In Wadandi culture, there are six seasons that celebrate what is hunted and gathered for food. Not four, as we’re commonly told in school. This is just one of the hundreds of new (yet over 60,000-year-old) facts you may learn if you were to go on tour with Koomal Dreaming founder and local Wadandi man Josh Whiteland.
He's a great example of why I reckon taking a guided bushwalk to forage for native bush foods and medicines and learning about their cultural uses should be on everyone's bucket list. After taking part in one of Whiteland's private tours in Western Australia, I can say it was one of the most incredible and eye-opening experiences I've had. It's a direct (and delicious) encounter with what the land offers.
“You will taste traditional foods and flavours around a campfire and depending on the season, these could include anything from kangaroo and emu to quandong and foraged greens," he says. "My visitors are a combination of international, domestic and interstate tourists. We also have a lot of school and corporate groups. But no matter the person, they are thrilled at eating locally harvested grilled kangaroo over the fire with a quandong chutney and smoked Indigenous mussels.”
Not all Indigenous tours and learning opportunities are conducted in remote Australian terrain. Take ooray or Davidson plums. They hang in their own micro-climate in the Adelaide Botanical Garden, which may seem strange considering they are normally rainforest dwellers living in northern NSW and beyond. You would most probably walk straight past them if you didn’t know they were there, but If you head out on a walk through the gardens with Haydyn Bromley, you may learn many a thing or two about gathering these ingredients, among many other Australian native foods. You might also learn where to find bush medicine and perhaps how to hunt duck traditionally. All in a day's work for Bromley, who runs Bookabee Tours Australia.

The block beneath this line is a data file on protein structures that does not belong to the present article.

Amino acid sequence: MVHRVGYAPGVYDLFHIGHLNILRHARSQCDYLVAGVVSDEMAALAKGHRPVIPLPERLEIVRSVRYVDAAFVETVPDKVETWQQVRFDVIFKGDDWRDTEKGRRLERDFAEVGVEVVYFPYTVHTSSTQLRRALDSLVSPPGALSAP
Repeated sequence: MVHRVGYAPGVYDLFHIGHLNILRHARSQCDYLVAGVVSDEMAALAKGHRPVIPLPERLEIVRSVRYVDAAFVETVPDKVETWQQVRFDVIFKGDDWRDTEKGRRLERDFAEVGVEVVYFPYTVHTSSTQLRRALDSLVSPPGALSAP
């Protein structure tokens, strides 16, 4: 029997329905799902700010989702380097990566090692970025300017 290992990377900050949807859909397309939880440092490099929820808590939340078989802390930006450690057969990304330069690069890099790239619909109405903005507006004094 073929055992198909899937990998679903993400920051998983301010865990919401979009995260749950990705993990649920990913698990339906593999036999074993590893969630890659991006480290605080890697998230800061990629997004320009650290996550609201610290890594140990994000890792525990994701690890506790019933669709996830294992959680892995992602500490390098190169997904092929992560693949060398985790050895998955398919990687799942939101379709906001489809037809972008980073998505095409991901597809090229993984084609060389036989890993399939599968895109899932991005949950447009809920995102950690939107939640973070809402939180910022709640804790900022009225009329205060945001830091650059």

The Royal Botanic Gardens in Melbourne also gives you the chance to discover traditional uses of plants. Led by local Indigenous guides, the Aboriginal Heritage Walk delves into the ancestral lands of the Koolin nation and explores their rich culture. The tour includes a traditional smoking ceremony, coverage of Indigenous food, tools and medicines, and finishes with a refreshing cup of lemon myrtle tea that's been harvested locally.
“I did not believe any non-Indigenous Australian would want to go on my tours, or that they would pay top dollar for an Indigenous experience, so I first went and marketed myself in Europe for over 15 years," says Poelina, a Nyikina man with deep connections to the Kimberley region. "Finally, I am seeing a big change in our country where more people here are wanting to give their children a positive cultural experience. They see this as a worthy investment of their holiday dollar. I think our country has really matured in this way in recent years."
Indigenous tourism is a way for non-Indigenous Australians to hear about Aboriginal and Torres Strait Islander experiences and learn from their cultures. But of the millions of tourists that arrive in Australia each year, less than ten per cent engage with Indigenous sites or communities.
According to Whiteland, traditional food knowledge is a key part of culture and important for survival and sustainability.
“Creating awareness and respect about caring for country is a step towards reconciliation. Tourism is a soft form of education, and a more subtle way to create awareness whilst in a relaxed environment,” he says.
Poelina agrees - and a lot can be conveyed through simply seeing how your food is prepared.
“On our tours, our food is caught and cooked freshly, whether it be wild ducks, bush turkeys, our own cattle or freshwater barramundi or prawns. They are always killed humanely and appreciated. None of the animal is wasted and the guests usually like to try the delicacies that are created with the offal of the fish for instance,” he says.
Even the cooking process itself reveals a lot - each aspect plays a role in how flavour is conveyed.
“Flavouring is usually via the cooking method. It is in the smoke of the wood chosen for the fire or the paperbark or leaves that wrap the flesh that is to be baked in the ground."
Or preserves made from foraged bush fruits - harvested in season, "so we have a plentiful supply throughout the year", Poelina says - and served with freshly baked damper.
“You see most Aboriginal people in remote tourism are wanting to live on country in their communities," he adds. "They are looking at a way to practice their culture and sustain their families on their traditional lands. They want to better their family income and get off welfare. This is a way to foster reconciliation, too.”
Could tourism bridge cultural divides and create better futures? These Indigenous food tours certainly make for an inspiring, educational and, let’s not forget delicious, start.